2020—Surrounded

The Bushtits descended en masse on the fountain early Saturday morning. They rocketed into the shrubs behind the fountain and I could tell where they were by the shaking of the leaves. One by one they dropped down to the fountain and there were probably 15 or more crowded on. When I walked out with my camera, only a few were still bathing and they, too disappeared. I settled down and waited. Only three stalwarts returned, two females and a lone, innocent looking male. The females don’t look as angry as they often do but the little male looks a bit troubled to be surrounded by the two females.

2020—Curious Pup

Northern Sea Otters were so much fun to watch in Kachemak Bay in Alaska in June. There were so many mothers with pups and the pups, especially, were curious about us and seemed not to be able to take their eyes off as we drifted by them. Captain Jim did an excellent job of both keeping us near the otters and making sure we didn’t encroach on them. The youngsters spend months on their mother’s bellies, or floating near her until they develop the skills and the right fur density to enable them to begin to dive to feed themselves.

2020—Yum

One of the Sea Otter photographs I wanted to get in Alaska was of an otter on its back munching on a sea urchin. I was told that I was more likely to get that shot in Monterey Bay in California. Fortunately for me, Sea Otters also eat lots of mollusks which are abundant in Kachemak Bay in Alaska. This Northern Sea Otter scraped out the last bits of scallop before releasing the shell. It is fascinating to watch otters when they’re eating. They carry a rock with them, sometimes tucked under their arm when they dive, to crack open the mollusks they find. They use the rock as a tool to smash the mollusk placed on their stomachs as they float on their backs.

2020—Prickly Pear

Every kid growing up in Santa Rosa, California in the 1950’s toured Luther Burbank Gardens while in grammar school and learned about this pioneering horticulturist who, in 1875 declared of Santa Rosa, “I firmly believe, from what I have seen, that this is the chosen spot of all this earth as far as Nature is concerned.” Burbank developed countless botanical innovations that even today have a profound impact on agriculture and our daily lives. McDonald’s French fries (Burbank Russet Potato), a gardens filled with flowers (Shasta Daisy), and Freestone Peaches were a few of Burbank’s efforts. The one that has stood out in my mind for more than 60 years, though, is the spineless cactus developed for grazing cattle. I remember staring in awe at the huge, spineless pads of the Burbank Opuntia although I don’t think I’d ever seen a spiny cactus in real life at the time. I’d probably only seen them in cartoons and on Walt Disney’s Painted Desert but the ouch-factor of cactus spines was duly impressed on me so for some reason, I was impressed with his developing a spineless variety. Fast forward many decades and my neighbor planted a cactus between our homes. I never really looked at it until this summer when it started to bloom and grow fruit. On close inspection, I realized it is one of the spineless varieties of prickly pear and all my Luther Burbank memories flooded back. And, while it is a spineless variety, the prickly pears themselves are still covered with tiny sharp needles. I don’t think anyone will be stealing the fruit.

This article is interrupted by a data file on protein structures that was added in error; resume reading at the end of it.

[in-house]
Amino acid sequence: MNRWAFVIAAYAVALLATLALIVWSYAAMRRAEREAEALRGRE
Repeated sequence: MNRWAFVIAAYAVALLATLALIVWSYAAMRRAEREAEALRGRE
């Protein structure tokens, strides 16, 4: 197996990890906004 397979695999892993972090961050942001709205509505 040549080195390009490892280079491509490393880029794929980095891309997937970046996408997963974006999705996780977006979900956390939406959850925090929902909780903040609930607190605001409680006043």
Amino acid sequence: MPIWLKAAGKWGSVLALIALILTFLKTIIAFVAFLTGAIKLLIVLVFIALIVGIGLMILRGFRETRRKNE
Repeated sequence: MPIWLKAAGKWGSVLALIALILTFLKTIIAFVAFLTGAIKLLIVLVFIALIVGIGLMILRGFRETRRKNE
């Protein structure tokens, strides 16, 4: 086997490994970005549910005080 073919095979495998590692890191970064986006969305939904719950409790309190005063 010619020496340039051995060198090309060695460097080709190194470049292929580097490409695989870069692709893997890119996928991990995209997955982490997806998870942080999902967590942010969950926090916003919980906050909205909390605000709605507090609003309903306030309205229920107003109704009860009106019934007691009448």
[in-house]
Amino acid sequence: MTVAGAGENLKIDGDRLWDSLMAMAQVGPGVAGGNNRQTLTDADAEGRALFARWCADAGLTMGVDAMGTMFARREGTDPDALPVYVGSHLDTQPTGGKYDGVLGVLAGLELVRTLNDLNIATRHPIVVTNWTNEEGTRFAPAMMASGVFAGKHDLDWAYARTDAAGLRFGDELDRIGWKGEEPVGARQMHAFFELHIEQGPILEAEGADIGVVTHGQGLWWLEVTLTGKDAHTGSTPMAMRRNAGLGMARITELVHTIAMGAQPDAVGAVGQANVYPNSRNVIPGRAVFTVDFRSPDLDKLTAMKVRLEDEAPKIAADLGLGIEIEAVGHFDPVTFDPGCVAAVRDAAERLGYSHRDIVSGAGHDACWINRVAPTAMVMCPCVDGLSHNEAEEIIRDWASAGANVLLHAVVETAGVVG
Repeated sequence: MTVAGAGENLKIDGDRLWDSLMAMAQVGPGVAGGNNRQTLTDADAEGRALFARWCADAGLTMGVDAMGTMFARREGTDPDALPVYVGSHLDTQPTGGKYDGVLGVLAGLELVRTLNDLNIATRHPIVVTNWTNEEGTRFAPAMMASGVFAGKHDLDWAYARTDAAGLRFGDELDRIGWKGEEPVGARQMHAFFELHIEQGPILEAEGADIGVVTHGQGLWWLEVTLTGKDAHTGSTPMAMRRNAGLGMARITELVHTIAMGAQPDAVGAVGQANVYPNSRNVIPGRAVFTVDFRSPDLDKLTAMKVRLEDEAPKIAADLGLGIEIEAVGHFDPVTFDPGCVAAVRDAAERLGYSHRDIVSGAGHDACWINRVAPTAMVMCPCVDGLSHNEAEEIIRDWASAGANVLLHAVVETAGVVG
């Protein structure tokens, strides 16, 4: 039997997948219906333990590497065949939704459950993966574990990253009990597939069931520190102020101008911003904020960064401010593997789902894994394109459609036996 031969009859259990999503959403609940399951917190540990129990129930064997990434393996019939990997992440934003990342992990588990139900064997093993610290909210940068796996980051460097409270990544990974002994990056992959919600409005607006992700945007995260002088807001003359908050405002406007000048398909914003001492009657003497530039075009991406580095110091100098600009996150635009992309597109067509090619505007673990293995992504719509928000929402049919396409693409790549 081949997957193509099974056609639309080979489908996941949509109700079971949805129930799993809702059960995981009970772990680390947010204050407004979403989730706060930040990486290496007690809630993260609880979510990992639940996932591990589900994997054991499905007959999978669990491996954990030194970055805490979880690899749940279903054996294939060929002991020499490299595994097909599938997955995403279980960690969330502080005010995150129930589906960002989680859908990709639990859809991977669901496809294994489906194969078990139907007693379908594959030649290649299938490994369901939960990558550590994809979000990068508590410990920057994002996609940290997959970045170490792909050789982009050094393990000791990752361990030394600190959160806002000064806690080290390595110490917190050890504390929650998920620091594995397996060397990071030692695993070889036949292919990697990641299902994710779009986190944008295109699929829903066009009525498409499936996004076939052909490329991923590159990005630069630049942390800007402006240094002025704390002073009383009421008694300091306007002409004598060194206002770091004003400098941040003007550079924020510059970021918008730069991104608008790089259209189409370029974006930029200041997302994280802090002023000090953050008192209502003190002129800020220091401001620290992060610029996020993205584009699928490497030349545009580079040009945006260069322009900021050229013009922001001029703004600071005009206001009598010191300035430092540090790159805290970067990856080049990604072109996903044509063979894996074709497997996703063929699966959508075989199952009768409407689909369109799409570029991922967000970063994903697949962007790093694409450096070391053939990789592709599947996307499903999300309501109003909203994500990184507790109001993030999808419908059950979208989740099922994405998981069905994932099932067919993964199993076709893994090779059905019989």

2020—And Action!

This is a subadult male Broad-billed Hummingbird. His jewel-like adult plumage is just beginning to appear on his head and neck. He’ll eventually look like a brilliant blue-green gem as he tussles for position at the feeders. For now, he only has partial iridescence and color but he comes with the ability to hold his own at the feeders. Here he’s preparing to dive down to the feeders below.

2020—Eye Still on the Action

The male Broad-billed Hummingbirds in Madera Canyon dominated the feeders. They swarmed around much like the honeybees darting in and out and chasing away other hummers. This male perched briefly on a nearby twig, keeping his eye on the action the whole time he sat. It wasn’t long before he buzzed away to vie for position again. Getting more than one or two shots of a perched hummer was almost as challenging as photographing them in flight.

2020—female Broad-Billed Hummingbird

The female Broad-billed Hummingbirds are not as flashy or jewel-like as their male counterparts but they’re every bit as feisty. Their feathers are not as colorful but their backs and sides have a bronzy green sparkle and their partially orange bill adds a little more color. The females are more “lady-like” at the feeders often leaving to allow an aggressive male to sip nectar. But they held their own with the ever-present honey bees.

2020—Sound Asleep

Northern Sea Otters of Kachemak Bay in Homer, AK spend most of their lives in the water. While they often are seen holding hands to prevent them from drifting away from the raft, this one is perfectly content to snooze and bask in the the morning sun without grasping another otter’s hands.